Living in the UAE?
Education and Healthcare in the UAE
Until the 1960s, there were no non-religious schools or schools for girls in the UAE. The schools that existed about fifty years ago belonged to Mosques and accepted only boys. Since 1965, when the first school for girls opened its doors, the educational system has undergone gradual reforms. The emirate of Sharjah was the first one to introduce education for girls, proving to be the most progressive emirate in the entire country.
Today there is compulsory schooling for all children aged 6 to 12, with boys and girls being taught separately. After this, education continues in preparatory schools (ages 12 to 15) or secondary schools (age 12 to 18), where students can earn a degree and prepare for higher education. The majority of students in Dubai (89%) attend private school; this is also the case with 57.4% of students throughout the UAE.
Since the UAE is a country which is extremely popular among expats, international schools and Westernized schools offer a special curriculum and a Western environment for expat children. These schools usually have their very own curriculum and degree and do not stick to the educational system of the UAE.
Once they have received their high school diploma (or an equivalent thereof), Emiratis and expat children can progress to higher education. A total of 95% of females and 80% of males enrolled in their final year of secondary school apply for higher education.
Places at state universities in the UAE are almost exclusively reserved for Emirati students. Only a very limited number of foreign students are accepted, and the admission process is very tough. Just like schools, these universities are not co-educational.
State universities in the UAE include the UAE University in Al Ain, the Sheikh Zayed University and Higher Colleges of Technology. Also, many universities from Europe, Asia and the US have campuses in the UAE.
Expat students who do not want to undergo the tedious process of applying for a place at a state university can attend one of the several private universities. Most of them are located in Dubai and Sharjah, the expat hub and the cultural center of the country respectively. They are more welcoming to international students, making admission for non-Emirati applicants easier and having a more diverse student body.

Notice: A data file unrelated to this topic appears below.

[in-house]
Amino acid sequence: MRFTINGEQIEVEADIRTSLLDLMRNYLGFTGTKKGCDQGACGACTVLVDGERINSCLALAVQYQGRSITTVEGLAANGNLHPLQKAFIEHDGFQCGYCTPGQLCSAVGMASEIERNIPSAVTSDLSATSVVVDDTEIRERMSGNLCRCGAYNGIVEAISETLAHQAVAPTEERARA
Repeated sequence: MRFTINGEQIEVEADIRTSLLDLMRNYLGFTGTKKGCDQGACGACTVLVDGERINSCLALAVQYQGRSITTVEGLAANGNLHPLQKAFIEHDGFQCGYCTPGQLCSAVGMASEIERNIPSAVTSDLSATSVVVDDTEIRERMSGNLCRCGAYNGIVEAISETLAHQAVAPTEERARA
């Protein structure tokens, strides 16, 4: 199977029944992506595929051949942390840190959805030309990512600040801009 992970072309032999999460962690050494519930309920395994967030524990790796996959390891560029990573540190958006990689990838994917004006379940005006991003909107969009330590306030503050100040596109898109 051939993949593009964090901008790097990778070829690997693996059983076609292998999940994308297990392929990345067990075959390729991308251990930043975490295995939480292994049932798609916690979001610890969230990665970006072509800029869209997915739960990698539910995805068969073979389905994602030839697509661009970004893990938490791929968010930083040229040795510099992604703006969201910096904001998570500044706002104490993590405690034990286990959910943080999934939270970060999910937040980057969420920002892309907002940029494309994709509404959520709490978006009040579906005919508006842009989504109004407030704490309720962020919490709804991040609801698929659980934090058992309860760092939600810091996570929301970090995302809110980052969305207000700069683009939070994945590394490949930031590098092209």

Among the most popular private universities is the American University in Sharjah, which was founded by His Highness Sheikh Dr. Sultan Bin Mohammad Al Qassimi.
Doctors and high-quality medical care are readily available in the UAE, but they are not always comparable to Western European standards. In bigger cities, especially those with a high percentage of expats, it is easy to find foreign doctors and medical staff. All in all, more than 27 hospitals and 1,600 health care centers offer medical services of all kinds.
The most modern international hospital in the UAE is the Rashid Hospital in Dubai. The state hospital in Abu Dhabi and some private hospitals also offer great services, while clinics in Ras al-Kaimah and Sharjah have slightly lower standards.
The UAE also offers excellent maternal health services, leading to a very low birth mortality rate. Doctors and hospitals offer great immunization coverage, too. Therefore, there are almost no outbreaks of common, preventable children’s diseases. Polio has been eliminated completely, and the outbreak of measles has been strongly reduced.
Medication is cheaper than in most Western countries. For antibiotics and cortisone, no prescription is necessary. The UAE is free of malaria, but it has sporadic outbreaks of typhoid fever and other communicable diseases such as viral hepatitis, tuberculosis, and meningococcal meningitis.
As of October 2014, the CDC also recommends practicing enhanced precautions against MERS, which has been identified throughout the Arabian Peninsula. The leading causes of death, however, are cardiovascular diseases due to the high consumption of tobacco among the local population.
The UAE has very strict anti-narcotics laws. Their anti-drug policies also include prescription drugs that may be entirely legal in your country. If you need to regularly take psychoactive drugs such as tranquilizers, anti-depressants, etc., ask either the UAE Embassy in your home country or your diplomatic mission in Dubai for advice before you leave. They can tell you exactly which medical certificates and administrative forms may be required to import such drugs for your personal use.
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